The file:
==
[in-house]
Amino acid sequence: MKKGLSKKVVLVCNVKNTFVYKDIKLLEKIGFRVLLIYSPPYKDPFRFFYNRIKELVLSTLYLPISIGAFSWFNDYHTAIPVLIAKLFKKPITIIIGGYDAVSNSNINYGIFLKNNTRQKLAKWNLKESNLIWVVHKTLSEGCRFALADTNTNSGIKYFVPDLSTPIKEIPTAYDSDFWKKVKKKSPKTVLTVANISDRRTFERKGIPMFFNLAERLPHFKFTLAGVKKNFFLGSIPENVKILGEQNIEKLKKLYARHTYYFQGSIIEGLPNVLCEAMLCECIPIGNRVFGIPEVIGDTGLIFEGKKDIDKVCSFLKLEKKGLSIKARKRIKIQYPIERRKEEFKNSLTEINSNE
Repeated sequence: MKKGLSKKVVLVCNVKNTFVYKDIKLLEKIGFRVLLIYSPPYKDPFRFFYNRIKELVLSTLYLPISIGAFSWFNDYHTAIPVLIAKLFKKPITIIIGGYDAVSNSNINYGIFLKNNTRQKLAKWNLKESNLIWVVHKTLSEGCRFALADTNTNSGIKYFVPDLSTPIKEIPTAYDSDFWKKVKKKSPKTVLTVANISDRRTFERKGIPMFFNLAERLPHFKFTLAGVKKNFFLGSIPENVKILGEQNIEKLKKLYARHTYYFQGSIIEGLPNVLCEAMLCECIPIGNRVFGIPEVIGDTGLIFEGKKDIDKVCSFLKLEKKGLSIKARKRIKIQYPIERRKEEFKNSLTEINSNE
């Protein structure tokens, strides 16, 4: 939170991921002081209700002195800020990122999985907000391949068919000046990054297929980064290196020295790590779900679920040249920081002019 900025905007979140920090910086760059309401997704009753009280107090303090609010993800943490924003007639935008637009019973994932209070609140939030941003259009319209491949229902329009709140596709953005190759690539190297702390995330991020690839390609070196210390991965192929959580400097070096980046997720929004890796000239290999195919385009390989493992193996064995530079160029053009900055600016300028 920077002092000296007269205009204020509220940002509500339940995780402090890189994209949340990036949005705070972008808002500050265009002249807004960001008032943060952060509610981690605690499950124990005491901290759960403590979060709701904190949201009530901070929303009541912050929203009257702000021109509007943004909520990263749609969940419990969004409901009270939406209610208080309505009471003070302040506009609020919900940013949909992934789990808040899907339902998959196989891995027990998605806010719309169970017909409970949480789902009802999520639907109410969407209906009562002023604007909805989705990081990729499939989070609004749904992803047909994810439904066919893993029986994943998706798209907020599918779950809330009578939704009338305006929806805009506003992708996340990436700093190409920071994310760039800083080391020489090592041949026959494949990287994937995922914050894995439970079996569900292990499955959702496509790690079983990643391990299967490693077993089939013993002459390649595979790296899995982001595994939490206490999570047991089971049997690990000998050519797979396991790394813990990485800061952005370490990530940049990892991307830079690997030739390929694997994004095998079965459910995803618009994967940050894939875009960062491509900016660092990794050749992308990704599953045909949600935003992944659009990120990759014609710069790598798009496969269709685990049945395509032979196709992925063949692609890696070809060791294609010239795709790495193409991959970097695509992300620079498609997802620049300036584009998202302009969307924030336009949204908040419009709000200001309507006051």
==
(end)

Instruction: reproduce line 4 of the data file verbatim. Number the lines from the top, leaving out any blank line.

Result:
């Protein structure tokens, strides 16, 4: 939170991921002081209700002195800020990122999985907000391949068919000046990054297929980064290196020295790590779900679920040249920081002019 900025905007979140920090910086760059309401997704009753009280107090303090609010993800943490924003007639935008637009019973994932209070609140939030941003259009319209491949229902329009709140596709953005190759690539190297702390995330991020690839390609070196210390991965192929959580400097070096980046997720929004890796000239290999195919385009390989493992193996064995530079160029053009900055600016300028 920077002092000296007269205009204020509220940002509500339940995780402090890189994209949340990036949005705070972008808002500050265009002249807004960001008032943060952060509610981690605690499950124990005491901290759960403590979060709701904190949201009530901070929303009541912050929203009257702000021109509007943004909520990263749609969940419990969004409901009270939406209610208080309505009471003070302040506009609020919900940013949909992934789990808040899907339902998959196989891995027990998605806010719309169970017909409970949480789902009802999520639907109410969407209906009562002023604007909805989705990081990729499939989070609004749904992803047909994810439904066919893993029986994943998706798209907020599918779950809330009578939704009338305006929806805009506003992708996340990436700093190409920071994310760039800083080391020489090592041949026959494949990287994937995922914050894995439970079996569900292990499955959702496509790690079983990643391990299967490693077993089939013993002459390649595979790296899995982001595994939490206490999570047991089971049997690990000998050519797979396991790394813990990485800061952005370490990530940049990892991307830079690997030739390929694997994004095998079965459910995803618009994967940050894939875009960062491509900016660092990794050749992308990704599953045909949600935003992944659009990120990759014609710069790598798009496969269709685990049945395509032979196709992925063949692609890696070809060791294609010239795709790495193409991959970097695509992300620079498609997802620049300036584009998202302009969307924030336009949204908040419009709000200001309507006051």